Ufa is an acronym for ultra-high frequency area signal. It was developed in the Soviet Union, and has since become a world-wide standard for mobile phones. For other applications, see Ufa(disambiguation.) Ufa (Russian: ufa, tr.)
The word “ufa” is derived from the words “ufa”, meaning unknown, and “kur”, meaning city. In the Republic of Bashkortostan, the term ufa is used mainly to refer to mobile phones. However, TV, radio and newspapers also commonly use the term. The use of this word in the Russian mass media is frequently as an abbreviation for ufa and is therefore considered appropriate for both male and female users.
Mobile phone communications in the Russian Federation follow the same system as that used in the country’s other administrative districts. The three codes UFA are commonly used for both phones and radios, but some regions employ different system names. The three-code system is not applied to all administrative districts in the country, and some use different codes for radios and phones. Thus, in the capital city of Rashtanshchik, the three-codes UFA and RTR are used. The three-codes are also used in Chechnya and other republics with different linguistic influences.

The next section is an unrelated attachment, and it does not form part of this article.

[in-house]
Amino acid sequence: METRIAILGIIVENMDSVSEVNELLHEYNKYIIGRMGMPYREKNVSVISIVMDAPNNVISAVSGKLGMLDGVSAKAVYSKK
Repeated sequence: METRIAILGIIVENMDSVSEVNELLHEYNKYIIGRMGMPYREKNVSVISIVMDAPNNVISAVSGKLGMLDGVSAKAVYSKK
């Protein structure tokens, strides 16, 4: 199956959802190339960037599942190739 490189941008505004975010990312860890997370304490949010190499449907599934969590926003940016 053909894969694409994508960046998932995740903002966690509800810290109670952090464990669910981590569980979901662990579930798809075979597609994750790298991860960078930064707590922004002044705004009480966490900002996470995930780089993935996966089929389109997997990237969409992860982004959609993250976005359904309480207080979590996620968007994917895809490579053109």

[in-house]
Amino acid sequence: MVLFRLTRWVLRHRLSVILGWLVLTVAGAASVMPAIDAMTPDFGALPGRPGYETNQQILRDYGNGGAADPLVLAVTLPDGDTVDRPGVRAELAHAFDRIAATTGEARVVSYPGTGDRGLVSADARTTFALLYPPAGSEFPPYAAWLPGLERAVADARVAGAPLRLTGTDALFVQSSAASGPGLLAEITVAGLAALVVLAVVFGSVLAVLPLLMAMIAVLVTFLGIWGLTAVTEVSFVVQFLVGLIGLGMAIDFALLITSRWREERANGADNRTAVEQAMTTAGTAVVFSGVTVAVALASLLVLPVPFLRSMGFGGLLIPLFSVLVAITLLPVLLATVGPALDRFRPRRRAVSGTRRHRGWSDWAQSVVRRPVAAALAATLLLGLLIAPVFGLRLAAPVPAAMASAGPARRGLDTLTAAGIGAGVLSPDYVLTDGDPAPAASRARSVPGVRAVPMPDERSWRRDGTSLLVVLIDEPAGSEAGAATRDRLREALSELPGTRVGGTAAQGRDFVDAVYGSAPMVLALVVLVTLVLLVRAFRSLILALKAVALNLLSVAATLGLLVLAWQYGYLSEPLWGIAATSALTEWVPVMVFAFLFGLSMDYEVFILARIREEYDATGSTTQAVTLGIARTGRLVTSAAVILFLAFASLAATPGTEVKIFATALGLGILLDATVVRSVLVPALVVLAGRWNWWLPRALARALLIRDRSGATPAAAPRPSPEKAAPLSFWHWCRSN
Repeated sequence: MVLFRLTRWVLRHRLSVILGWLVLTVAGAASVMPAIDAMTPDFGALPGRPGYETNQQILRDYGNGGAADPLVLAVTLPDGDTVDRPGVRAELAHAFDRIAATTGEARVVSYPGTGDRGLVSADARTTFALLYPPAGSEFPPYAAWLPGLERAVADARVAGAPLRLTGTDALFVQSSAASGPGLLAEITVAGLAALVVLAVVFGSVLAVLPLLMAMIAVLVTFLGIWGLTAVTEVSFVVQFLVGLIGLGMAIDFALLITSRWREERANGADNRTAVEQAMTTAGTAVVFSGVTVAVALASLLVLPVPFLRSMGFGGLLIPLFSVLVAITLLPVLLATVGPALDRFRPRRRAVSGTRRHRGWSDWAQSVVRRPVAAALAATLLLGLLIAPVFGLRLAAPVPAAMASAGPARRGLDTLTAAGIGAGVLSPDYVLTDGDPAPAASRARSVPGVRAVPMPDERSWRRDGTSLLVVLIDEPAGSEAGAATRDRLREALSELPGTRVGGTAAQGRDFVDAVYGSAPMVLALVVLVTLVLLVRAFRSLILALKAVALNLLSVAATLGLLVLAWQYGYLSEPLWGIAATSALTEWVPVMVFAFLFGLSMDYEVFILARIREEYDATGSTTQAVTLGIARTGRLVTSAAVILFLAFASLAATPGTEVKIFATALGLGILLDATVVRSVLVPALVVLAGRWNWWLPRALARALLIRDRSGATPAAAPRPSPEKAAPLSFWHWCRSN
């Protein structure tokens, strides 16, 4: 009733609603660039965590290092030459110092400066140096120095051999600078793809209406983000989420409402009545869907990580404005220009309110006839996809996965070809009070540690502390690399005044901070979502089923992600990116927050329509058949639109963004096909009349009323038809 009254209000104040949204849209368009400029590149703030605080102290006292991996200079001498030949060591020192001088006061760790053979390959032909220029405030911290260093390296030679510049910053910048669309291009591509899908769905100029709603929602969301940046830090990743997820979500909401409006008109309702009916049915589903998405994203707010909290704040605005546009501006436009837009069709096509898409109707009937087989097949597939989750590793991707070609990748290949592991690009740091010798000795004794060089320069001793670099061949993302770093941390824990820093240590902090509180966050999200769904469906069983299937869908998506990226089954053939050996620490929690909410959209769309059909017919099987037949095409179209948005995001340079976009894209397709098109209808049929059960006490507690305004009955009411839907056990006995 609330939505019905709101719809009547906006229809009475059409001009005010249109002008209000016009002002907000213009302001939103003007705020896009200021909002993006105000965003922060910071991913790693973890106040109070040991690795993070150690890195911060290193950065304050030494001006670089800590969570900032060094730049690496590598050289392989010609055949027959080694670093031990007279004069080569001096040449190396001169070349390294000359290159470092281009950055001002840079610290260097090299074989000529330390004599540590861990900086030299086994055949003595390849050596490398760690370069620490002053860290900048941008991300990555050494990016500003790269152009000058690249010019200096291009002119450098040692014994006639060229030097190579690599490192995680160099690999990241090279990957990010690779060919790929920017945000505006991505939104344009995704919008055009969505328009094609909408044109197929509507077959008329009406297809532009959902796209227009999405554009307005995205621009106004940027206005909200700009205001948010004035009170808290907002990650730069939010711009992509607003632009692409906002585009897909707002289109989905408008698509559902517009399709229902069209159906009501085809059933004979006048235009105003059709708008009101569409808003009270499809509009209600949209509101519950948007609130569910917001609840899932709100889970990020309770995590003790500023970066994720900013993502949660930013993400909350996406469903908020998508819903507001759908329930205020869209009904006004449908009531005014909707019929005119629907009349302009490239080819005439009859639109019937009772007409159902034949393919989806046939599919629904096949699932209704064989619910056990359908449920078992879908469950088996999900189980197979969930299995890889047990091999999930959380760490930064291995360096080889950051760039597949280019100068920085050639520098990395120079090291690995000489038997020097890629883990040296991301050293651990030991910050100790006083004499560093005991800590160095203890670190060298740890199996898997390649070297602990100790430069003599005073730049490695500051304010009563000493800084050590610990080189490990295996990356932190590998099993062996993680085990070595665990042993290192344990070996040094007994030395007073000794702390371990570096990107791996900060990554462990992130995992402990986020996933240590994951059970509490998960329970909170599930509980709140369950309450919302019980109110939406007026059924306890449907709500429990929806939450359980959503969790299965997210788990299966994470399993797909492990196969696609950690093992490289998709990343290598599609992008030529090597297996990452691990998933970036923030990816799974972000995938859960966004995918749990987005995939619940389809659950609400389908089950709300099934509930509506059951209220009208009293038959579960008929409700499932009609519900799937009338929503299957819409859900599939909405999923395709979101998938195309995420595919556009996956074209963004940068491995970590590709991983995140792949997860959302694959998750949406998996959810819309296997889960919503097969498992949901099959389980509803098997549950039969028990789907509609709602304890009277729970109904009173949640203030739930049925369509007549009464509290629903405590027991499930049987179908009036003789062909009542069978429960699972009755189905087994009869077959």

In Chechnya, the ufa system is called bashkir, while in other areas of the country it is called for. In Chechnya, the three-code ufa is rarely used on radios and TV sets. Instead, it, ufa and sbry are commonly used.
In Russia proper, however, the ufa administrative districts are named differently. They are called vkhortostan, zalindus, or besotnost. Vkhortostan is the term used for the districts along the river Vkhotka; the other two types are zalindus and besotnost. Vkhortostan is the term applied to Chechnya and the surrounding areas. In other parts of the country, these administrative districts are known simply as vakhonts.
A brief citation from Wikipedia states that the word ufa is used in Chechnya to refer to a set of laws prescribing the payment of certain taxes and duties owed to the federal government. It is used by Chechens and Ingushians to mean freedom. The word has no direct usage in Russian, but is instead used metaphorically, as in a quote by Alexander Pushkin: “Let free men have free thoughts, free will, and no restrictions.” Vakhosvay can also be translated into “freedom’s path”. This meaning is similar to that of the quote “The path of freedom leads beyond the shadow of death”.